as far as I could judge, the Aveighty
sense of Kemble made up for more
personal incapacity than be had to
answer •lor. His harshest tones in
this pavt came steeped and dulcified
in good humour. He made his de-
fects a grace. His exact declama-
tory manner, as he managed it,, only
served to convey the points of his
dialogue with more precision. It
seemed to head the shafts to carry
them deeper. Noi: one of his spark-
Ihig sentences was lost. I remember
minutely how he delivered each in
succession, and cannot by any effort
imagine how any of them could be
altered for the better. No man could
deliver brilliant dialogue — the dia-
logue of Congreve or of Wycherley
— because none understood it — half
so well as John Kemble. His Va-
lenthie, in Love for Love, was, to my
recollection, faultless. He flagged
sometimes in the intervals of tragic
passion. He would slumber over
the level parts of an heroic charac-
ter. His Macbeth has been known
to nod. But he always seemed to
me to be particiUarly alive to point-
ed and witty dialogue. The relaxing
levities of tragedy have not been
touched by any since him — the play-
ful court-bred spirit in which he con-
descended to the players in Hamlet —
the sportive relief which he threw
into the darker shades of Richard —
disappeared with him. Tragedy is
become a uniform dead weight. They
have fastened lead to her buskins.
She never pulls them off for the ease
of a moment. To invert a common-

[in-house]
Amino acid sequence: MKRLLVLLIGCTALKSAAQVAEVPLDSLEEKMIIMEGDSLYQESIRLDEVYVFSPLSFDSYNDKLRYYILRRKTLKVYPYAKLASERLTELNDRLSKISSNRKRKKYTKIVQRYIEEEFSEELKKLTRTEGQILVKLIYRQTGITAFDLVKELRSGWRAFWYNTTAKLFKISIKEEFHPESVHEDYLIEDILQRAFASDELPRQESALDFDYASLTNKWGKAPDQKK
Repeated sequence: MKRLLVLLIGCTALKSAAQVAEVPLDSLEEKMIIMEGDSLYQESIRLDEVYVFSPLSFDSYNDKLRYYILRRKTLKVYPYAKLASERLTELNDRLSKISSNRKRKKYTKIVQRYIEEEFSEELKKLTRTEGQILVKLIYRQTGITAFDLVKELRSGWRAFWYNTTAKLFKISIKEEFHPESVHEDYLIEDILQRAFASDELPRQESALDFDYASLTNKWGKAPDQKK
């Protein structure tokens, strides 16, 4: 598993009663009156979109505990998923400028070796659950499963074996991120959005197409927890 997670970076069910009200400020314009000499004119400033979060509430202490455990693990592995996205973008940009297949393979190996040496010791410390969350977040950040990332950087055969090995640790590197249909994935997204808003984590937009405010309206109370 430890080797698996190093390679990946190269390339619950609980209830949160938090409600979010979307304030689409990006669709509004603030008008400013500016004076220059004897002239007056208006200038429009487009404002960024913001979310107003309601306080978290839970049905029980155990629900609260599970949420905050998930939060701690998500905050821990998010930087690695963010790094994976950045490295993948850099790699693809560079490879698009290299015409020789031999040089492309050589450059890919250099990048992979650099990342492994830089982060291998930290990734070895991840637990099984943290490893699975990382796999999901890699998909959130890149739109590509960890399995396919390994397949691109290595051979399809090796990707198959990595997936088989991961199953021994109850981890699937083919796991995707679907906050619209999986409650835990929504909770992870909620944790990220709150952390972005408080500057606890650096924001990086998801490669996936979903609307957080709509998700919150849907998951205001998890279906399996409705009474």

place from Niobe, she never forgets
herself to liquefaction. John had his
sluggish moods, his torpors — but
they were the halting stones and
resting places of his tragedy — politic
savings, and fetches of the breath —
husbandry of the lungs, where na-
ture pointed him to be an economist
— rather, I think, than errors of the
judgment. They were, at worst, less
painful than the eternal tormenting
unappeasable vigilance, the *^ lidlesi

dragon eyes," of present fashionable
tragedy. The story of his swallow-
ing opium pills to keep him lively
upon the first night of a ce:tain tra-
gedy, we may, presume to be a piece
of retaliatory pleasantry on the part
of the suffering author. But, in-
deed, John had the art of diffusing a
complacent equable dulness (which
you knew not where to quarrel with)
over a piece which he did not like,
beyond any of his contemporaries.
John Kemble had made up his mind
early, that all the good tragedies,
which could be written, had been
written ; and he resented any new
attempt. His shelves were full. The
old standards were scope enough for
his ambition. He ranged in them
absolute — and " fair in Otway, full
in Shakspeare shone." He succeed-
ed to the old lawfid thrones, and did
not care to adventure bottomry with
a Sir Edward Mortimer, or any ca-
sual speculator that offered. I re-
member, too acutely for my peace,
the deadly extinguisher which he put
upon my friend G.'s ^^* Antonio." G.,
satiate with visions of political jus-
tice (possibly not to be realized in
our time), or willing to let the scep-
tical worldlings see, that his antici-
pations of the future did not pre-
clude a warm sympathy for men as
they are and have been — wrote a tra-
gedy. He chose a story, affecting,
romantic, Spanish — the plot simple,
without being naked — the incidents
uncommon, without being overstrain-
ed. Antonio, who gives the name to
the piece, is a sensitive young Casti-
lian, who, in a fit of his country ho-
nour, immolates his sister

But 1 must not anticipate the ca-
tastrophe—the play, reader, is ex-